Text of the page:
View Full Version : Complementary Business

Garrick David
03-29-2010, 10:47 AM
I am sure many of you focus on awards, trophies and signs.

However, what are some of the complementary businesses do you also have? I have seen where a lot of engraving businesses also have sign shops. I saw where one also did custom framing.

What else is out there? What additional equipment is needed? Obviously I am looking for additional opportunities, product lines, etc to make a living and support my hobbies :)

Please feel free to PM me if you don't want to disclose something on open forum.


Rodne Gold
03-29-2010, 10:50 AM
There's a ton of stuff you can do , however you compete with already established businesses in the field and will need to do a ton of marketing besides.
It all depends on your existing customer base , it's a lot easier to get them to buy more than find new customers so it would help if you listed what you already are doing well and who your customers are.

Viktor Voroncov
03-29-2010, 11:05 AM
Answer very depend from equipment you have now:)

Garrick David
03-29-2010, 11:13 AM
I am currently primarily doing awards for the local hospital, trophies for non profit tournaments and nametags for businesses. I really like the CNC router I got to learn on, but need a larger machine, but afraid of the cost without any customers.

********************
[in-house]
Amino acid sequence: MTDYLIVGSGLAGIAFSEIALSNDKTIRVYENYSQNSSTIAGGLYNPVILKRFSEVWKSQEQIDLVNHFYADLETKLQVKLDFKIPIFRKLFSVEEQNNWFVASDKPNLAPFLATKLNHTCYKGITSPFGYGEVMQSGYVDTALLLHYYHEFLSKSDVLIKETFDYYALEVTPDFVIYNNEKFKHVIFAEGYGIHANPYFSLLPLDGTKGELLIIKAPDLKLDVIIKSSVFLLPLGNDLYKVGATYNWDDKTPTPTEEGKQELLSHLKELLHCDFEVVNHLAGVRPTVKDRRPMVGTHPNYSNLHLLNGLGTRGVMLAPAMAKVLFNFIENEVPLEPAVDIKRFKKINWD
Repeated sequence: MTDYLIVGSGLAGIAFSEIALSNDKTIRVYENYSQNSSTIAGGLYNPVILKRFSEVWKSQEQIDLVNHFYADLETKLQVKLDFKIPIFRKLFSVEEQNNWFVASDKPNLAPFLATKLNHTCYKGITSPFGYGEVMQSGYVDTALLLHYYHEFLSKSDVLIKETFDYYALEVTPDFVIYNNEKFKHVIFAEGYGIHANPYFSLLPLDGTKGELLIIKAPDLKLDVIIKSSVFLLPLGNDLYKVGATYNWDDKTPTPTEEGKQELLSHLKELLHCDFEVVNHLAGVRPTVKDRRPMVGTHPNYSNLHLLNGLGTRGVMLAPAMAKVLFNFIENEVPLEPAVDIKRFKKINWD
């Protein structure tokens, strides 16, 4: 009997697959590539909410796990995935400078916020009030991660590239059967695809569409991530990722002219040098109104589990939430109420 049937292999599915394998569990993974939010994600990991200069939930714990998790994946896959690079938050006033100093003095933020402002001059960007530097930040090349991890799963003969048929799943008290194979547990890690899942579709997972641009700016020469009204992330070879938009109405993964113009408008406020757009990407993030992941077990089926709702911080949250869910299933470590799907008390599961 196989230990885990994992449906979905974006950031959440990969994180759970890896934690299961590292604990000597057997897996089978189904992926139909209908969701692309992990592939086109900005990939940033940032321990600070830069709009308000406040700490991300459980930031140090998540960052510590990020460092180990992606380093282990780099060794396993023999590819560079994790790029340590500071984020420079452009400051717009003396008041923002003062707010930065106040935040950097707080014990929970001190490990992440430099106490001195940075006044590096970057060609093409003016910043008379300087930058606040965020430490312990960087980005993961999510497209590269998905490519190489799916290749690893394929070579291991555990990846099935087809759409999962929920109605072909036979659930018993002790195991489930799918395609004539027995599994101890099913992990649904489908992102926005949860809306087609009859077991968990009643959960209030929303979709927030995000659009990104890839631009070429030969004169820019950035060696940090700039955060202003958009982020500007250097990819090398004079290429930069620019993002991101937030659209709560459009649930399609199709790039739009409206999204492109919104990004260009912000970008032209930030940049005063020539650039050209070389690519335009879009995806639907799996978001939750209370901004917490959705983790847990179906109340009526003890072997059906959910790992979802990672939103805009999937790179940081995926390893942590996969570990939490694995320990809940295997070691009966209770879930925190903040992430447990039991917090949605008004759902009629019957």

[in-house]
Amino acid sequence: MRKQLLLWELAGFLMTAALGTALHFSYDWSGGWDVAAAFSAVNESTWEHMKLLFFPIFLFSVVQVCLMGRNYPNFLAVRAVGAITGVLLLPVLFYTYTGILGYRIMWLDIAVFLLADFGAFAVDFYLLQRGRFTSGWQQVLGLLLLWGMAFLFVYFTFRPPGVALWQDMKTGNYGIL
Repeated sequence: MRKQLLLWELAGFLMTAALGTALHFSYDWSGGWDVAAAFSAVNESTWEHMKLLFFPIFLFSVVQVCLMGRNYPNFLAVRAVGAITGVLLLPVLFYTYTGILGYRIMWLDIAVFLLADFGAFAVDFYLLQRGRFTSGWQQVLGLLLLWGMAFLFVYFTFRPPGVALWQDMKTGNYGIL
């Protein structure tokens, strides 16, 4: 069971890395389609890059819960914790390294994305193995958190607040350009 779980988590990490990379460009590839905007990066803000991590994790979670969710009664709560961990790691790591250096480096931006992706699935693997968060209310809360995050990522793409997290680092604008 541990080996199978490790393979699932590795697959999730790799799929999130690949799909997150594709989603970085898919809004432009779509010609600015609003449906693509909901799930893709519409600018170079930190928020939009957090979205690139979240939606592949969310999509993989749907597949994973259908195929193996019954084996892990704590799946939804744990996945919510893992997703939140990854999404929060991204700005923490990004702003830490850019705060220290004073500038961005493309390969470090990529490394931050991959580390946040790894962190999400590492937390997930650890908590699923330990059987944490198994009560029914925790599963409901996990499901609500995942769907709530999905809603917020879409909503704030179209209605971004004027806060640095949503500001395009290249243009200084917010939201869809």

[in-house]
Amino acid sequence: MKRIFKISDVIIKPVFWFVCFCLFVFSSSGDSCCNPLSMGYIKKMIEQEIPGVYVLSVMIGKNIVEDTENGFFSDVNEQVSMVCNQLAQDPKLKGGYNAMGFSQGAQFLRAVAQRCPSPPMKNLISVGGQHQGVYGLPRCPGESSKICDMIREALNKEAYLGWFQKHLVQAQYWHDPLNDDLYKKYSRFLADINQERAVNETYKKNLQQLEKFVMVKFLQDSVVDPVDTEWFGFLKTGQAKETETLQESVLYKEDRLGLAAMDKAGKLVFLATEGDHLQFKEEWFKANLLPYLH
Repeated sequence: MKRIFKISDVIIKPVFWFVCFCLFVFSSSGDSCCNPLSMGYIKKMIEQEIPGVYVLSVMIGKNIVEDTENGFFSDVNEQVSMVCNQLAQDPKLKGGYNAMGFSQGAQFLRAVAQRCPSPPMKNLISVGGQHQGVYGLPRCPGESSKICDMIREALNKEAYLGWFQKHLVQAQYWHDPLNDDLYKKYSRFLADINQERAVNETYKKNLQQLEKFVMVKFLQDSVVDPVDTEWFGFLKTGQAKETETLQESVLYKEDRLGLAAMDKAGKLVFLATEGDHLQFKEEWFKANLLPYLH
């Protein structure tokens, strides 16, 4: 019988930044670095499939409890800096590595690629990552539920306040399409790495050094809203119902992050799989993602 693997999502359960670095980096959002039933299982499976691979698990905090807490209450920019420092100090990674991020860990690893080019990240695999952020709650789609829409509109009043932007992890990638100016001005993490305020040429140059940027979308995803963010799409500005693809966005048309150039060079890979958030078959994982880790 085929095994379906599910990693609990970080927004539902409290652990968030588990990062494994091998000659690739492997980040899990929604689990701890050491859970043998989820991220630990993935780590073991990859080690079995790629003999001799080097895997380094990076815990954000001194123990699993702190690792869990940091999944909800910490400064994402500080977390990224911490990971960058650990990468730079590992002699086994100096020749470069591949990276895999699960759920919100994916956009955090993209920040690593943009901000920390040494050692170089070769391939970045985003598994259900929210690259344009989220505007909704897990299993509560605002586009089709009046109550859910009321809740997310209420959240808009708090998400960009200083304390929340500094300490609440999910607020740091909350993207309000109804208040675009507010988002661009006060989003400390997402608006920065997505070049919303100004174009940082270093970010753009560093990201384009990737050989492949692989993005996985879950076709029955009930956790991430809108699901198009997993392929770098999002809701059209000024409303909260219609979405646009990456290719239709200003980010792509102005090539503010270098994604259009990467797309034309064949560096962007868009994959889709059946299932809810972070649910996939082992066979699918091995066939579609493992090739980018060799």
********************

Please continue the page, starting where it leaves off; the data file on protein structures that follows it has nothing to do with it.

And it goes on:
I used to own a sign shop, screen printing business and printing company and thought about those, but the capital investment is pretty steap...probably require a lot of debt.

I have a very open mind at this point.

Scott Shepherd
03-29-2010, 11:24 AM
My best advice would be a vinyl plotter with the sensor on it that can pick up registration marks. For $3,500-$4,000 you'd be in business.

My plotter has paid for itself many times over. I can't say that about my laser. I just did one job for it that took about 3 hours and the total for the job was $440. Material cost was $85. It was priced for small quantities, and they order a larger batch at the same price.

I don't do a ton of vinyl work, but when it's running, it makes a lot of money. You just can't get in competition with the low price people out there. Some people give that work away.

The plotter compliments the laser rather well, in my opinion. You can cut out blanks and shapes on the laser, apply vinyl and you're done.

Viktor Voroncov
03-29-2010, 11:34 AM
As I see you have laser, so logical way willl be offer stampmaking - talk with peoples from Millenium Marking, they can help to establish new direction.
If you have free money - look on wideformat printing/display making.

CNC router and foam cutter looks very attractive but they need more space, more requirements to production facilities, more staff for operations and installation.

AL Ursich
03-29-2010, 11:54 AM
Sublimation and Epoxy doming are easy things to add that make money...


Garrick David
03-29-2010, 11:56 AM
I like the cnc direction (who would be my primary customers?)

Other things I have considered are:
Embroidery (lots of low price providers in the area)
Screen Printing (messy and takes lots of space) :(